Save the Penguin, Save the World

Climate change, also known as global warming, is an increase in the world’s surface temperature or sea surface temperature. The rapid increase in temperature will severely affect the inhabitants of polar regions. For example, polar bear and some seal populations are projected to lose a great deal of their habitat by the year 2100. Penguins are also among these at-risk animals as they are a group of animals that rely on a specific temperature that assists in their way of life. The penguin population is in danger due to their sensitivity to climate change, which will ultimately affect their reproduction schedules, food sources and migratory patterns.

The Adelie penguins are primarily found living in icy areas, and are known as ice obligate creatures. Their breeding process is partially dictated by how long the days are. As the days get longer, these penguins produce hormones that change their behavior. This will lead to an increase of their fat storage, which is required for the extended periods of time during migration. Because timing is influenced by length of day, if temperatures are altered it will not only affect their breeding schedule, but also general survival of the species. Breeding is also dictated by how precise their environment is. Having an altered environment can affect the arrival, body weight and nutrition before breeding, as well as timing of egg laying and egg size. Specifically speaking, if the seasons turn to summer and the days get shorter, the urge to breed lessens (Ainley 2002). After their storage of food, the penguins begin a fasting period and couples form a bond where they create offspring. The female lays exactly two eggs and incubates them for a little over 30 days before she trades off with the male penguin. Any alteration to this process can negatively affect the future generations of penguins. If there is a delay, the Adelie’s will not be able to complete their post breeding migration. If they are not able to complete this process, their molt will not be on time therefore trapping them on solid ice, which can cease breeding for the following season.

Emperor penguins are a type of penguin that breed based on a very specific schedule; therefore are subject to climate change. The male and female penguins take turns going off to feed, then travel 60 to 100 miles to nest and breed in the month of May. They only produce a single egg in the summer months of June and July and the male incubates it until it hatches in August. After the babies are hatched, their feeding begins in fall between September and October. There is concern that chicks hatched late in the season will not have the time needed to fully develop. The Emperor penguins’ wings have three layers containing dense, oily and water-proof feathers that allow them to swim efficiently.   If they are not given time to mature properly, the chicks may not develop the protection they will need as time goes by. Due to the exactness of this schedule, if the sea surface temperature were to increase, it can put at risk the single egg from reaching adulthood.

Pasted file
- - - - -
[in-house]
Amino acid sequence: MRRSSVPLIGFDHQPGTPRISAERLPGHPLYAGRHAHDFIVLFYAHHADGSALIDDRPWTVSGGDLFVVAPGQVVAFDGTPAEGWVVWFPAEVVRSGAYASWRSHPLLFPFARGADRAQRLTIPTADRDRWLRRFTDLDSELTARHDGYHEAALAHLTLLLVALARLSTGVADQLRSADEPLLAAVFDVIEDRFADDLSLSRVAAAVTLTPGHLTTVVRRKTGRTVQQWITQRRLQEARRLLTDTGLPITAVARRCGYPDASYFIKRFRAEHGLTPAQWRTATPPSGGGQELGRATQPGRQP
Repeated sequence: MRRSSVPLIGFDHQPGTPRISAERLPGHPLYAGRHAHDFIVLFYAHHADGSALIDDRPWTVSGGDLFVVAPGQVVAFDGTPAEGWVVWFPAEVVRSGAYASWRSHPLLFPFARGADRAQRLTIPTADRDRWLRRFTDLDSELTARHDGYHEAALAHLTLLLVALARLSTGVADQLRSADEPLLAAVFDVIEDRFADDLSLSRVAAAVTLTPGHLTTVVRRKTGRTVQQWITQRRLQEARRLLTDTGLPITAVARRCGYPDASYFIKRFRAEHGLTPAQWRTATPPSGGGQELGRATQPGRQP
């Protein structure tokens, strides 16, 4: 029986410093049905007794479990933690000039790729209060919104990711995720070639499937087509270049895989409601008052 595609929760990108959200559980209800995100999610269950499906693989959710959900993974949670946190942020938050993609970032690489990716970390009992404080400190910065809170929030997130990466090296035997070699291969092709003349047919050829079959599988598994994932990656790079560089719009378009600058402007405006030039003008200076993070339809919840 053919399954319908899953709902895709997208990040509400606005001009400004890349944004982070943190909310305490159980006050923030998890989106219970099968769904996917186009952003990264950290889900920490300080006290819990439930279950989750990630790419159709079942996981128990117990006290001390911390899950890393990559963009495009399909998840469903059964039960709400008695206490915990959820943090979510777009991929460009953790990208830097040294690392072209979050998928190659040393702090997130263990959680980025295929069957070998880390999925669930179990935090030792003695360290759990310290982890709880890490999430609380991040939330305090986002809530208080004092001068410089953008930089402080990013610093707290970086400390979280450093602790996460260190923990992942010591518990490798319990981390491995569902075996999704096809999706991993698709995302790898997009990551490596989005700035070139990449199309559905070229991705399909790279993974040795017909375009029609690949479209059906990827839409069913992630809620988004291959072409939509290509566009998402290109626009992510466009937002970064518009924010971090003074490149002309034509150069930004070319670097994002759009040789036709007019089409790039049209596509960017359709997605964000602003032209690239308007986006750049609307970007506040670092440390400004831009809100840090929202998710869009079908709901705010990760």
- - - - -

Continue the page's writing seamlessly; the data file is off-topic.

The Adelie penguins and Emperor penguins share a specific diet consisting of small fish and krill. Often humorous, this process consists of them clumsily tripping over ice and snow mounds, making their way to an opening in the ice, where they dive into the water to eat. Krill are a small, shrimp-like sea creature that tends to deposit closer to pack ice. Pack ice, also known as polar ice caps, are larger pieces of ice drifting on the water. Increased sea surface temperature will lead to reduced amounts of pack ice which the krill require for a safe haven to reproduce and live. This in turn will lead to a decline in a major food source for both of these types of penguins. The other small fish that the penguins consume are also at risk, as the krill are a major food source for many parts of the food chain.

The Adelie and Emperor penguins are not the only breed to be affected by climate change; there is also the Fairy penguin. Appropriately named, Fairy penguins are the smallest species of penguins. Luckily, they have shown to adapt quickly to forced change. In 1982, six penguins were taken towards the end of their molting period and had interaction with humans. During this period, they were exposed to a change in diet over differing temperatures throughout the changing of seasons. The data showed that there was a correlation between egg laying rates and sea surface temperature. It also leads to lower breeding successes between generations.

The Adelie, Emperior and Fairy penguins all have a similar characteristic; they are victims of climate change. They all have a regimen that is being compromised and can eventually lead to their demise. Food consumption, migration patterns and reproduction are all essential to their way of life. The krill that they eat are also at risk due to change in sea level. Migration patterns will change due to a rise in temperature. There is hope that some species will be able to adjust to the climate changes, however there is no telling what the future will hold.


Ainley, D. 2002. The adelie penguin. 1st ed. Columbia University Press, New York, New York.